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10 Obscene Hand Gestures From Around the World


Fast bowler Shoaib Akhtar of Pakistan give the "cutis" (an obscene gesture in India and Pakistan) to the Australian cricket team as he leaves the field during a rain delay in the middle of a test match between the two countries in 2004. Hamish Blair/Getty Images
Fast bowler Shoaib Akhtar of Pakistan give the "cutis" (an obscene gesture in India and Pakistan) to the Australian cricket team as he leaves the field during a rain delay in the middle of a test match between the two countries in 2004. Hamish Blair/Getty Images

Worried about your upcoming trip abroad because you don't speak the native language? That's probably the least of your problems. Words comprise but a mere 7 to 35 percent of human communication. The rest comes via body language: gestures, posture, facial expressions, proximity and touch [source: Expats Moving and Relocation Guide]. What you should be thinking about are local hand gestures, especially if you're someone who can't speak without animatedly flinging your hands and arms about.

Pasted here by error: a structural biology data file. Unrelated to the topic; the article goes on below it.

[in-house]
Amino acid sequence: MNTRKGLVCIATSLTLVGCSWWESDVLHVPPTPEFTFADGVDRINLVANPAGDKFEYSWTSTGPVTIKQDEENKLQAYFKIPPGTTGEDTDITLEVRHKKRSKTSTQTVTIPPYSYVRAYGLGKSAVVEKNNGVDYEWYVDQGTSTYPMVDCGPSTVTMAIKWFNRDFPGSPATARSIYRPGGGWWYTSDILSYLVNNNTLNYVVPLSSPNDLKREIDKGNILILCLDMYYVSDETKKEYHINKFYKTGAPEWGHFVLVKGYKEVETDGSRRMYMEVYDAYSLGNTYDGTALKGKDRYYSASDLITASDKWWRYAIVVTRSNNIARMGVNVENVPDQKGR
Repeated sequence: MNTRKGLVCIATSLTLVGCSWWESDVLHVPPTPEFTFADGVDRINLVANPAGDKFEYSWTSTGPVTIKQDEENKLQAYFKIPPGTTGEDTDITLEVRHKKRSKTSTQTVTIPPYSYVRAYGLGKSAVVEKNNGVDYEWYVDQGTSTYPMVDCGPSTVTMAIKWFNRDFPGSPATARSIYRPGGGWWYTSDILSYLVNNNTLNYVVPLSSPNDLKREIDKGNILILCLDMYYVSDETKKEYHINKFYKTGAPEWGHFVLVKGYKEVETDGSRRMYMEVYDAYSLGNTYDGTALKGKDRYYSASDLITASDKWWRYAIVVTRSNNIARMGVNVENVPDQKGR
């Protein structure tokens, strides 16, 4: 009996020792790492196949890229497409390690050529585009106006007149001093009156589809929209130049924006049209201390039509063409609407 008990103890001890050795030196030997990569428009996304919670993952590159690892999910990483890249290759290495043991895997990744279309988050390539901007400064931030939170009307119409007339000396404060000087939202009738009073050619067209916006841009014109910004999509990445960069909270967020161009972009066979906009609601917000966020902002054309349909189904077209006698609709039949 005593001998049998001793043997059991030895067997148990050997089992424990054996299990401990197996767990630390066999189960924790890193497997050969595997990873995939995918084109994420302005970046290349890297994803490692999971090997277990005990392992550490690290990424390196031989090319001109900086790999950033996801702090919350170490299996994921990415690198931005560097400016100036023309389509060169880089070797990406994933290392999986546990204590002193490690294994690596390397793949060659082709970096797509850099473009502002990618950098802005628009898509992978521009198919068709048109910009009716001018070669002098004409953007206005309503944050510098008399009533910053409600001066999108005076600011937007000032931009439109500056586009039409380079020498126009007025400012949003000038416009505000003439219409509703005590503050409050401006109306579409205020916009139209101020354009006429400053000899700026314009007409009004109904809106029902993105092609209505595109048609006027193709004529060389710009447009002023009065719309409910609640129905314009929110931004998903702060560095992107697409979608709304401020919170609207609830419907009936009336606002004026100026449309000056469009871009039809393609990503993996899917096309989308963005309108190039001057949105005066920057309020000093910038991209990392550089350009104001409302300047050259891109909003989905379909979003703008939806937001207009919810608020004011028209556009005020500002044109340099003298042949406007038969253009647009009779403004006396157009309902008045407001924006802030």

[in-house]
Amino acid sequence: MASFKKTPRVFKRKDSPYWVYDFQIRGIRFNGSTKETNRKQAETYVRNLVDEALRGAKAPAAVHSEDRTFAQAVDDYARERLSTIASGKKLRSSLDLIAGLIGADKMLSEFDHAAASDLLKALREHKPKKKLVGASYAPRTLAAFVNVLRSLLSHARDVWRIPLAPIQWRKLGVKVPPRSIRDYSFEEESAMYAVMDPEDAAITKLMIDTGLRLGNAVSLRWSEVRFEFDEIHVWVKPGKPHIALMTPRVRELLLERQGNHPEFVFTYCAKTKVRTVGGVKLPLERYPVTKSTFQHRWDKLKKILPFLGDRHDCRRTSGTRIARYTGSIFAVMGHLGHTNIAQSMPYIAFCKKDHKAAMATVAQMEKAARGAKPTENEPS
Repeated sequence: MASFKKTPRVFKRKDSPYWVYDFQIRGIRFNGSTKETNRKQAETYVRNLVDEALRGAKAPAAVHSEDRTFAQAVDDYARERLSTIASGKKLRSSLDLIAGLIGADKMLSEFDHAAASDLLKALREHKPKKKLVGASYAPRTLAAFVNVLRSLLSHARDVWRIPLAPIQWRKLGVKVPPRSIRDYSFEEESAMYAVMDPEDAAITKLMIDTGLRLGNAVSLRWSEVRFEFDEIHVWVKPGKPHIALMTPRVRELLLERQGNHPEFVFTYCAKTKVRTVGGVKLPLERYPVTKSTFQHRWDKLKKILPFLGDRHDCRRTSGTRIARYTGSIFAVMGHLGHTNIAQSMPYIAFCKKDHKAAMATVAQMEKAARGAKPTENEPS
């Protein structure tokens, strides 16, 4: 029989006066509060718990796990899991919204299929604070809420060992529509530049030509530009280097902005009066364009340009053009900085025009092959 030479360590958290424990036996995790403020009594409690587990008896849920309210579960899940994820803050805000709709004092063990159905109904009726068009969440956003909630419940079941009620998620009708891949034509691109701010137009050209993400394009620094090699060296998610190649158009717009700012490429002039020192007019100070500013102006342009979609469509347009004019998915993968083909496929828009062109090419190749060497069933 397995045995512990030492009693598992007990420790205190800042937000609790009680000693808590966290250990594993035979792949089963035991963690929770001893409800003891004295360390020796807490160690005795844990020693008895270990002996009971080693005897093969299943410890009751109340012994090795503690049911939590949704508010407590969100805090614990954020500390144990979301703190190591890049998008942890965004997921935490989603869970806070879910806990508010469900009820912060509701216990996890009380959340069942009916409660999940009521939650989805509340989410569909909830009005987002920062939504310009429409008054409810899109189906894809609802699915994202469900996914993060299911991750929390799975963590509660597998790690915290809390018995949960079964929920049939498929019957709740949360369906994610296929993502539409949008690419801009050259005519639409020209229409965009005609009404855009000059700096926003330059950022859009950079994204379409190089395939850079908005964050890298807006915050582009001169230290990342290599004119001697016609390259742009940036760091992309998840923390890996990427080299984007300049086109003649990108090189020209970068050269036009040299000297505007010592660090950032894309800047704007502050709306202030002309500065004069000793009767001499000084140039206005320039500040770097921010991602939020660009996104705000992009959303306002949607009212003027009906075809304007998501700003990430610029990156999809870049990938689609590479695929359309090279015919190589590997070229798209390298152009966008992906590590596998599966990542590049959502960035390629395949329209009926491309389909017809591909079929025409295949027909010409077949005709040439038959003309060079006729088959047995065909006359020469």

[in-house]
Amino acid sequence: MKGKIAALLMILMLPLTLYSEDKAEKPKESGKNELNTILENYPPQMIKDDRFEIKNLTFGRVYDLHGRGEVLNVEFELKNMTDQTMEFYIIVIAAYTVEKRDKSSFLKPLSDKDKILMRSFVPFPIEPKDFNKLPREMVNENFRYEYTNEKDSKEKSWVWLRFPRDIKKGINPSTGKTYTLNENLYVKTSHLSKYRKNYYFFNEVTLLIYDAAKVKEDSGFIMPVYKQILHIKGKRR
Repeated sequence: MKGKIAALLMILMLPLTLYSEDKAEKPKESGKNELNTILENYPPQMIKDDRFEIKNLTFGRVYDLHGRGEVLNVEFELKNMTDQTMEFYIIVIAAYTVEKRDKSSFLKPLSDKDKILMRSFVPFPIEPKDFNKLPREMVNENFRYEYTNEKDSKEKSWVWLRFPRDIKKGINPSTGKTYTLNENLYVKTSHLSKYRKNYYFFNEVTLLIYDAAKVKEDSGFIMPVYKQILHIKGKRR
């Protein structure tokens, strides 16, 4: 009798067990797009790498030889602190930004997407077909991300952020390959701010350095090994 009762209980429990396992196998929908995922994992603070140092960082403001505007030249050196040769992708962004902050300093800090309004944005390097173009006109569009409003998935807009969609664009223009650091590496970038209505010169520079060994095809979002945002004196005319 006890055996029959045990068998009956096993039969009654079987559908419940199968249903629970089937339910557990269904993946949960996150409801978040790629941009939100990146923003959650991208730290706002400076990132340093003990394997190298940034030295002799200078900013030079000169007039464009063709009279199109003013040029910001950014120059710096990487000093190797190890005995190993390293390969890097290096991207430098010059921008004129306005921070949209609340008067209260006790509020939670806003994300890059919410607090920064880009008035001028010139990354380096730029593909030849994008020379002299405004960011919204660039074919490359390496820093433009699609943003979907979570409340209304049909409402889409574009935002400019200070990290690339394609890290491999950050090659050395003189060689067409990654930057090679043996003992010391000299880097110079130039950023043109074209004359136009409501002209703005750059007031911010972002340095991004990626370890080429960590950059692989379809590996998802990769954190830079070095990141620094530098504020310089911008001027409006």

Many hand gestures that are innocuous or positive in one country can be incredibly insulting or obscene in another. To make things more difficult, a gesture's meaning can also differ within a country, depending upon the locale. It may also have a particular meaning only to one subset of people, such as gays or the elderly, no matter where in the country you are.

You could think keeping your hands in your pockets will solve the problem. But that's considered offensive in places, such as France, Japan and Sweden [source: The New York Times]. Maybe you can keep your arms crossed over your chest? Nope. That's a sign of arrogance in Finland, for one [sources: Forbes].

What to do? Before you finish packing your bags, familiarize yourself with the following 10 hand gestures. Some are considered very positive in the U.S., but all are deemed insulting in at least one spot around the globe.


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